Let us say I have a volume encrypted under LUKS with a 512-bit key. That would mean there are 2 ^ 512 possible values which the key may be.

Now I need a passphrase which is at least as resistant to brute force as the actual 512-bit volume encryption key. Correct me if my assumptions below are wrong, all numeric values are used for mathematical example only:

Let's say my passphrase is generated by base64 encoding random input and therefore the keyspace for my passphrase is 64 characters. So in order for my passphrase to be at least as strong as the volume encryption key then there need to be at least 2 ^ 512 possible combinations within the length of the passphrase. This can be expressed as:

(size_of_keyspace) ^ number_of_characters >= 2 ^ (size_of_key)

So for this example of a volume key size of 512 and a passphrase keyspace of 64 then the minimum number of characters my passphrase should be in order to be at least as secure as the volume key would be 86.

Is this logic correct or is there some drawbacks I should be aware of? Any other recommendations which can be offered along the lines of this question?

My reasoning for this is that there is no inherent benefit of having a passphrase which is stronger than the actual payload key itself -- someone brute forcing my drive is ultimately trying to crack my encryption key, not my passphrase. If my passphrase is stronger than the encryption key then an attacker can brute force the encryption key faster than they can the passphrase. Is this correct or is there some benefit to having a passphrase which is stronger than the encryption key, maybe as a resource drain for an attacker who doesn't diversify their methods well enough?

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    As a point of clarity, the goal is to protect against offline attack. – Radmilla Mustafa Feb 22 '15 at 19:20

In the context of security, everything is a trade off. More on that in a second....

What are the attack options for breaking into your encrypted volume? They are, basically:

  1. Brute force search of the keyspace for the key utilized by the symmetric encryption primitive.

  2. Brute force the passphrase by trying every possible password utilizing your volume's specific salt and key derivation parameters.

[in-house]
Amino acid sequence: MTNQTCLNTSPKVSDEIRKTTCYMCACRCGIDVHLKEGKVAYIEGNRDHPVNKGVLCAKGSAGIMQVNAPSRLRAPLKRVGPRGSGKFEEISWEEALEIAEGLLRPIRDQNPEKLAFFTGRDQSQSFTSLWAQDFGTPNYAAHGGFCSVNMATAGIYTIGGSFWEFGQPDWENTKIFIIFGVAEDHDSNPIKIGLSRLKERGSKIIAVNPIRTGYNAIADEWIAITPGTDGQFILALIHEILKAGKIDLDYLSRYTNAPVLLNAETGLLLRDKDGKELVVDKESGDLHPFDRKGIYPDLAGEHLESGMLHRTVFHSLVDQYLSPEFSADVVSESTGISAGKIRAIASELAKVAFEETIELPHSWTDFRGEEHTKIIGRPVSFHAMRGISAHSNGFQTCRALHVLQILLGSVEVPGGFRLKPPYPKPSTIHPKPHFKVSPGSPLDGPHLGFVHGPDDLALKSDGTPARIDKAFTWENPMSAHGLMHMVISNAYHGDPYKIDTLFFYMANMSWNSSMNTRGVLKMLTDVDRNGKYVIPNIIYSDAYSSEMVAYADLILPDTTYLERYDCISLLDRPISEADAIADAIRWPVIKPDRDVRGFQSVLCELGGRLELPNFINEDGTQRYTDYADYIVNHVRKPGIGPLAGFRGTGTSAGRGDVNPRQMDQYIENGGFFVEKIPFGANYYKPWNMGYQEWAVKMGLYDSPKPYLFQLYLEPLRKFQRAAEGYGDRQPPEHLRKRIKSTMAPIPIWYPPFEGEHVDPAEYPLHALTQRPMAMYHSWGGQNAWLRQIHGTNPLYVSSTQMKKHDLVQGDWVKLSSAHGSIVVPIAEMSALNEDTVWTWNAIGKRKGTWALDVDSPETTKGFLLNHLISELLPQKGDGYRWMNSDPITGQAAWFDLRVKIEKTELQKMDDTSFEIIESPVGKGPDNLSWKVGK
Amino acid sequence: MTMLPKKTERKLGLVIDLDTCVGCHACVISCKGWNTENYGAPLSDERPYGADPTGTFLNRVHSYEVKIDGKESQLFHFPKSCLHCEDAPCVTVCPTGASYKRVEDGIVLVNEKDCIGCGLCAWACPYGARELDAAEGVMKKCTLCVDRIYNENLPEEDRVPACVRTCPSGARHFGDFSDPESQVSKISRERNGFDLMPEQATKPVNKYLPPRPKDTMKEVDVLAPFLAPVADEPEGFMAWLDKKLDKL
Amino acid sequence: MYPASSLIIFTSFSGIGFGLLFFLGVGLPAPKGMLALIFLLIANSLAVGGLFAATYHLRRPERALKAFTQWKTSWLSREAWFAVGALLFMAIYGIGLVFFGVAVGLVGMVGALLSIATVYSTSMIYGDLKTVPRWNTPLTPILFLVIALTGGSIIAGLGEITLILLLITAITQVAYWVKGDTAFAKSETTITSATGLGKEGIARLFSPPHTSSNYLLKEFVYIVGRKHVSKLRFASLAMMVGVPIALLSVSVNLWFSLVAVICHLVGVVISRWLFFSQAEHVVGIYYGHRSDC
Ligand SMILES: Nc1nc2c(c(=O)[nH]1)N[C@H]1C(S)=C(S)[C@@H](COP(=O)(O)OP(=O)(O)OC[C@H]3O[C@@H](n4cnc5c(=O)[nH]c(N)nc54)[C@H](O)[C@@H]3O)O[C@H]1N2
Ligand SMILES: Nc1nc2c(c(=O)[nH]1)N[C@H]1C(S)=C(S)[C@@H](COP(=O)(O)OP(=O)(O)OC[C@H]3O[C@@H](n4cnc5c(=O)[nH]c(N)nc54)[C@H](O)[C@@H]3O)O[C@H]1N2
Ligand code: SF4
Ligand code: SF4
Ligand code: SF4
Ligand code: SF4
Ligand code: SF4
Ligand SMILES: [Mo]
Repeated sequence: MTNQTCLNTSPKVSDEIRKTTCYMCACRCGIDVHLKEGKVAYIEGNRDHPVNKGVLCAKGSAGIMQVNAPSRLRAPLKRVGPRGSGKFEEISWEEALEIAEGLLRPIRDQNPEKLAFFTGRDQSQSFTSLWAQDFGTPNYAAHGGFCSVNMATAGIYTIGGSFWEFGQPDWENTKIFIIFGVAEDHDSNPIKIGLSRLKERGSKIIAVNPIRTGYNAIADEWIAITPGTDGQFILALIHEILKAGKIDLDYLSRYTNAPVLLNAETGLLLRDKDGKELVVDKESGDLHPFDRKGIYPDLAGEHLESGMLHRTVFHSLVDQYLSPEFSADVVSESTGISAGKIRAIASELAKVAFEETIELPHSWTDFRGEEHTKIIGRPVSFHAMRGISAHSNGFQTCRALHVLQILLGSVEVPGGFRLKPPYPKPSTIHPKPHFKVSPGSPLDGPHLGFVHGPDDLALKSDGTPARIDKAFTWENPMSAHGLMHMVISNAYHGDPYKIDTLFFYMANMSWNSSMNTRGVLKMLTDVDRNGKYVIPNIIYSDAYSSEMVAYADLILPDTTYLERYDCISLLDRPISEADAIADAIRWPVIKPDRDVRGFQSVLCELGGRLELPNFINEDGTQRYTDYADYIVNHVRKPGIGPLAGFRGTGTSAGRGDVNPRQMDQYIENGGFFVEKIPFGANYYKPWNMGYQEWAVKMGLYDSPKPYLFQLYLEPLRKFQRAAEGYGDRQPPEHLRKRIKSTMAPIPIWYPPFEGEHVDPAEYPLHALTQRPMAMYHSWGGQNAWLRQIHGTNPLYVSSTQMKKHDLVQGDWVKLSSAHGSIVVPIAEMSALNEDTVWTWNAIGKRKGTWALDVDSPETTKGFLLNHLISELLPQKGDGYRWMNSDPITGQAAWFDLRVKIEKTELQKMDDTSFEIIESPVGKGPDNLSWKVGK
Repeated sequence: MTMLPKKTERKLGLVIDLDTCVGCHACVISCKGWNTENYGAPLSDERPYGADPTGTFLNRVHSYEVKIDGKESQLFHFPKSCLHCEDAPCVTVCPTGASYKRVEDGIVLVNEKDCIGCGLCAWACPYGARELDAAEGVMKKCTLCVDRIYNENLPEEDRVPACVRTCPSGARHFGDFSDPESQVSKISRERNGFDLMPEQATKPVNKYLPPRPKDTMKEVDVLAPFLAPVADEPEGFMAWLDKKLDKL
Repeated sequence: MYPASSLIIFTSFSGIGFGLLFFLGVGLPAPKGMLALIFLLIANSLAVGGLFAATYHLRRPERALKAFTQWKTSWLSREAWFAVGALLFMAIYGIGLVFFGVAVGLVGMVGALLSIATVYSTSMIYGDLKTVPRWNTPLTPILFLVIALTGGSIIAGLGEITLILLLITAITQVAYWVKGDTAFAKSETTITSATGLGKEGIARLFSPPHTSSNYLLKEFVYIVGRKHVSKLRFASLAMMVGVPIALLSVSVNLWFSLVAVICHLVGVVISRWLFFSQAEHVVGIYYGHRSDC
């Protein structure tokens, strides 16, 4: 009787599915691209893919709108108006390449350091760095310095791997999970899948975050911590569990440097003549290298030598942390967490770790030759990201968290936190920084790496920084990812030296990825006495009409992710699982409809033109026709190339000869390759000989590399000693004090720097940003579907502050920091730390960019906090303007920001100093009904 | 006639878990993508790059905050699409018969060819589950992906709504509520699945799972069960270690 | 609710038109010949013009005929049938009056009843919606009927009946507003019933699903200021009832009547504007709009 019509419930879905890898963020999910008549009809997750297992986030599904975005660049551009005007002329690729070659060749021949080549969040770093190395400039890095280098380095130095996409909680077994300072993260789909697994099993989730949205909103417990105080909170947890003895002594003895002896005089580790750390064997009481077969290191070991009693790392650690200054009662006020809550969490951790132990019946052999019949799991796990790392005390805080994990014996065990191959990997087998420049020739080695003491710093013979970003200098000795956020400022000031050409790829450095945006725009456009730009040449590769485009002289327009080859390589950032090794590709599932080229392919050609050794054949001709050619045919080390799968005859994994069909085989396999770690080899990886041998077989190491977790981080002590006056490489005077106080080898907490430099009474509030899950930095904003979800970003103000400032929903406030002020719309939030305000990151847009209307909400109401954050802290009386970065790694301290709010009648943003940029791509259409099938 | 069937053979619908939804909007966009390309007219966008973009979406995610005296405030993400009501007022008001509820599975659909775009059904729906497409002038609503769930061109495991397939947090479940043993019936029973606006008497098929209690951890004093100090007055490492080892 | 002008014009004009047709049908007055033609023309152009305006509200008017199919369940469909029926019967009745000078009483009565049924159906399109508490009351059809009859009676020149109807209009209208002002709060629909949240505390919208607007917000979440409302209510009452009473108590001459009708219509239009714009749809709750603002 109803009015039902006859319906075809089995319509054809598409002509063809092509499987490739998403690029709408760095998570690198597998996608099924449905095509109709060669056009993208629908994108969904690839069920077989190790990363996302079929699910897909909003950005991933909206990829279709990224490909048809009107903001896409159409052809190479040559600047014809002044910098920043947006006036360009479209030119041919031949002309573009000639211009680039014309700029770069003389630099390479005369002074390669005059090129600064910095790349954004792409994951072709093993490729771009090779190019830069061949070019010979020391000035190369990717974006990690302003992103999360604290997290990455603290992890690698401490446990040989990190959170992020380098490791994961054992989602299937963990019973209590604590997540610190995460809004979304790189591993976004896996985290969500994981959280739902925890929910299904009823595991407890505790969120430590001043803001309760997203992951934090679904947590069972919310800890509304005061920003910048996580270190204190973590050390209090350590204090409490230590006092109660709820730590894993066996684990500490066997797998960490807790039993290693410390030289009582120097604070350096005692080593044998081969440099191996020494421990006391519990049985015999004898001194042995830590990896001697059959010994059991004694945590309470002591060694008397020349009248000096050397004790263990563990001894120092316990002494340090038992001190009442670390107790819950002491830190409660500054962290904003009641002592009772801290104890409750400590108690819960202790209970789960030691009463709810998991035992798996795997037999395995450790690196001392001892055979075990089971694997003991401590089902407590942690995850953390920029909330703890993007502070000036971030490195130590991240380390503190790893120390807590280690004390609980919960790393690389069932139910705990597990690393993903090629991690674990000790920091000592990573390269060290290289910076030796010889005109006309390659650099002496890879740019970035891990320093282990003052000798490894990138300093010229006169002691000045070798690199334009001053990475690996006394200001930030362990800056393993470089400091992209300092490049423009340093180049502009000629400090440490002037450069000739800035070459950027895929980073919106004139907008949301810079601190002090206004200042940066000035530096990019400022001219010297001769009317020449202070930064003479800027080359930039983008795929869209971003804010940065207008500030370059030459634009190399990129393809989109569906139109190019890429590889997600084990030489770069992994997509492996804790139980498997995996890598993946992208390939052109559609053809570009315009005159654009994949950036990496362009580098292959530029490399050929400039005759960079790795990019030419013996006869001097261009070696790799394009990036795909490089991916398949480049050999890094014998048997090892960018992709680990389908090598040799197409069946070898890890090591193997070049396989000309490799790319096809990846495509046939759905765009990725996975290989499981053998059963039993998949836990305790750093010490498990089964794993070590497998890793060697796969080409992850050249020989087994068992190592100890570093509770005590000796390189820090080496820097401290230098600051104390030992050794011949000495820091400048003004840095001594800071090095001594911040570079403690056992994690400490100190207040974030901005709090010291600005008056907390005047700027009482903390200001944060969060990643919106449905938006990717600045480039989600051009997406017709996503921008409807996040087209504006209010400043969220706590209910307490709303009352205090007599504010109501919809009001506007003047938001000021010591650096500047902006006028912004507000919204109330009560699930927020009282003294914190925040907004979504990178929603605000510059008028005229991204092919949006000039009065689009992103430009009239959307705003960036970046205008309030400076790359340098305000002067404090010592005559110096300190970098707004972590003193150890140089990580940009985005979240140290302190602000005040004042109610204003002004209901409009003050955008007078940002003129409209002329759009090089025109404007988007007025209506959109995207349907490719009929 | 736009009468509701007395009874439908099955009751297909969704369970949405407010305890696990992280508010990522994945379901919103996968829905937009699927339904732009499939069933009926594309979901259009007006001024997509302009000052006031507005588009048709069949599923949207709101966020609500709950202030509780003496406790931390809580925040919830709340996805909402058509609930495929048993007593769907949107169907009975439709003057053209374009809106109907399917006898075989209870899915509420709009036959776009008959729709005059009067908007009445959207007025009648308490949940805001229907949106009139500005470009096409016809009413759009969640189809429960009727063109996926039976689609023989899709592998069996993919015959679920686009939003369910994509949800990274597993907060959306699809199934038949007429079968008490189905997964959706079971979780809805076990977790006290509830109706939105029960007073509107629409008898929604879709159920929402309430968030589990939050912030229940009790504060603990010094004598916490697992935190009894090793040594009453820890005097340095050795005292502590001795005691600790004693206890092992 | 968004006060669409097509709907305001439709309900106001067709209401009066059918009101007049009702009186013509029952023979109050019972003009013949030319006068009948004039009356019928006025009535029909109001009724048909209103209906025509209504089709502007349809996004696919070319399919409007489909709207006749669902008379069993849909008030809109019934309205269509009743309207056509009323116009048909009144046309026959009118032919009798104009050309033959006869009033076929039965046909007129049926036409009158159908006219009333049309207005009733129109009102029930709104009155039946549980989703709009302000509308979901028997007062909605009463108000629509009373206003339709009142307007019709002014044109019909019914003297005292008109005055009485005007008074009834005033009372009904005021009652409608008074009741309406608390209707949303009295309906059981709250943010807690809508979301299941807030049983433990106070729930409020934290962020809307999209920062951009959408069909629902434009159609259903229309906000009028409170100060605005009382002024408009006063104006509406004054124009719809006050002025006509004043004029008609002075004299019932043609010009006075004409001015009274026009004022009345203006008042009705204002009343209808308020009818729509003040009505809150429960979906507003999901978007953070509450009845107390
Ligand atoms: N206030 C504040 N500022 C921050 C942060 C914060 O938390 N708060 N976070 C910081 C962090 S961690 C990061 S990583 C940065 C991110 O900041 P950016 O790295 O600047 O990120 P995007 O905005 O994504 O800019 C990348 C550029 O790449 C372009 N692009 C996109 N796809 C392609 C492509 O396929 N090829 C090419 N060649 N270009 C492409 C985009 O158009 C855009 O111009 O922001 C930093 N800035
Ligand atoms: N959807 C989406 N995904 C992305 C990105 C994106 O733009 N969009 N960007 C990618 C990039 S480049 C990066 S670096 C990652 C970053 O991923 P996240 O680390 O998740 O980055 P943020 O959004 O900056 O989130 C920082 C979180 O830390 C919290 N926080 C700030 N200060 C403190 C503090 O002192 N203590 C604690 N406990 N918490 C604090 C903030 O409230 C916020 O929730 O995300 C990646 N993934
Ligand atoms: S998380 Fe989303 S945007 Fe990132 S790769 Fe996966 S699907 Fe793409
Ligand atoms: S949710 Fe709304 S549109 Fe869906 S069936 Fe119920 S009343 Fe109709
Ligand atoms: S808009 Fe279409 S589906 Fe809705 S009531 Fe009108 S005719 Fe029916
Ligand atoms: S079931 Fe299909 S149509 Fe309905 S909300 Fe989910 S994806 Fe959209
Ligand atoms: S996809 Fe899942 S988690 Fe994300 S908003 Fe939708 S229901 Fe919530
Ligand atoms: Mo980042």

3. Evil maid, rubber hose, key logger, or other "non crypto" means of securing your keymat.

You should worry about number 3. Because its the obvious attack vector.

No one is going to succeed in brute forcing the key used for the block encryption primitive.

From a basic security perspective, I remain convinced that even 128 bit keys are fully secure if the implementation is not broken. A brute force search in that case has to exhaust on average half of a key space that has 340,282,366,920,938,463,463,374,607,431,768,211,456 possibilities.

For a 256 bit keyed primitive, you're talking about 115,792,089,237,316,195,423,570,985,008,687,907,853,269,984,665,640,564,039,457,584,007,913,129,639,936 possibilities.

So even with 256 bits of key security you're already reaching numbers that approach the number of atoms in the known universe.

So that's out.

What you're worried about is someone trying every possible pass phrase.

Now, remember that LUKS uses some salt + PBKDF2 to stretch your pass phrase to the size of the key space. What this means is that even a password of "a" can map to any possible spot in the entire key space. So attackers aren't going to have a rainbow table that will help here.

If they're going to brute force the pass phrase, they will have try all the possible inputs, running each through the key derivation function with the parameters used on your volume (salt & iterations). That takes time. And, if memory serves, LUKS actually sets the iterations to take a specific amount of time per "try."